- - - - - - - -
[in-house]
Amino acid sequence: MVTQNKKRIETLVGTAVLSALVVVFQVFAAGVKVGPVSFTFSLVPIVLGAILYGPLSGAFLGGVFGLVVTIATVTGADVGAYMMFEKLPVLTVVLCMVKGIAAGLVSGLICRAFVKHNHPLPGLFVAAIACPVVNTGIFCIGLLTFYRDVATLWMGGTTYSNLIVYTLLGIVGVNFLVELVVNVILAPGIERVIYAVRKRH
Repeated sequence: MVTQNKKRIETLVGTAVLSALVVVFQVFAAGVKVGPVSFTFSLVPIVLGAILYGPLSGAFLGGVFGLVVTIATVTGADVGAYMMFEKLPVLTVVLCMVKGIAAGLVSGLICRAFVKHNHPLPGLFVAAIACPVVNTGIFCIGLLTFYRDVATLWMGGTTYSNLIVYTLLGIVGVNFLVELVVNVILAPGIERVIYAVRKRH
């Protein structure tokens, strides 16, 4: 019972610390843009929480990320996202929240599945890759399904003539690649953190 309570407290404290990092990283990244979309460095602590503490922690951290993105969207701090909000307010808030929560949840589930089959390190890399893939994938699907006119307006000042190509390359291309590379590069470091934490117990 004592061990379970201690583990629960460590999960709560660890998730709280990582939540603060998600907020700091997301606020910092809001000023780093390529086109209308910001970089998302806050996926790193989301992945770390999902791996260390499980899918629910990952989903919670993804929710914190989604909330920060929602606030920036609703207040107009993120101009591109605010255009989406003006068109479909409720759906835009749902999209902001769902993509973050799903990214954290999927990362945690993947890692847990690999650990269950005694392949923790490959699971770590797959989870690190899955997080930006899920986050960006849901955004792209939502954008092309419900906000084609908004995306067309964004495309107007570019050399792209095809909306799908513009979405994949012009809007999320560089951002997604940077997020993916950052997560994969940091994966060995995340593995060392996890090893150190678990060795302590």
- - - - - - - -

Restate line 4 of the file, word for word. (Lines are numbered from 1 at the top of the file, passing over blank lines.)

């Protein structure tokens, strides 16, 4: 019972610390843009929480990320996202929240599945890759399904003539690649953190 309570407290404290990092990283990244979309460095602590503490922690951290993105969207701090909000307010808030929560949840589930089959390190890399893939994938699907006119307006000042190509390359291309590379590069470091934490117990 004592061990379970201690583990629960460590999960709560660890998730709280990582939540603060998600907020700091997301606020910092809001000023780093390529086109209308910001970089998302806050996926790193989301992945770390999902791996260390499980899918629910990952989903919670993804929710914190989604909330920060929602606030920036609703207040107009993120101009591109605010255009989406003006068109479909409720759906835009749902999209902001769902993509973050799903990214954290999927990362945690993947890692847990690999650990269950005694392949923790490959699971770590797959989870690190899955997080930006899920986050960006849901955004792209939502954008092309419900906000084609908004995306067309964004495309107007570019050399792209095809909306799908513009979405994949012009809007999320560089951002997604940077997020993916950052997560994969940091994966060995995340593995060392996890090893150190678990060795302590």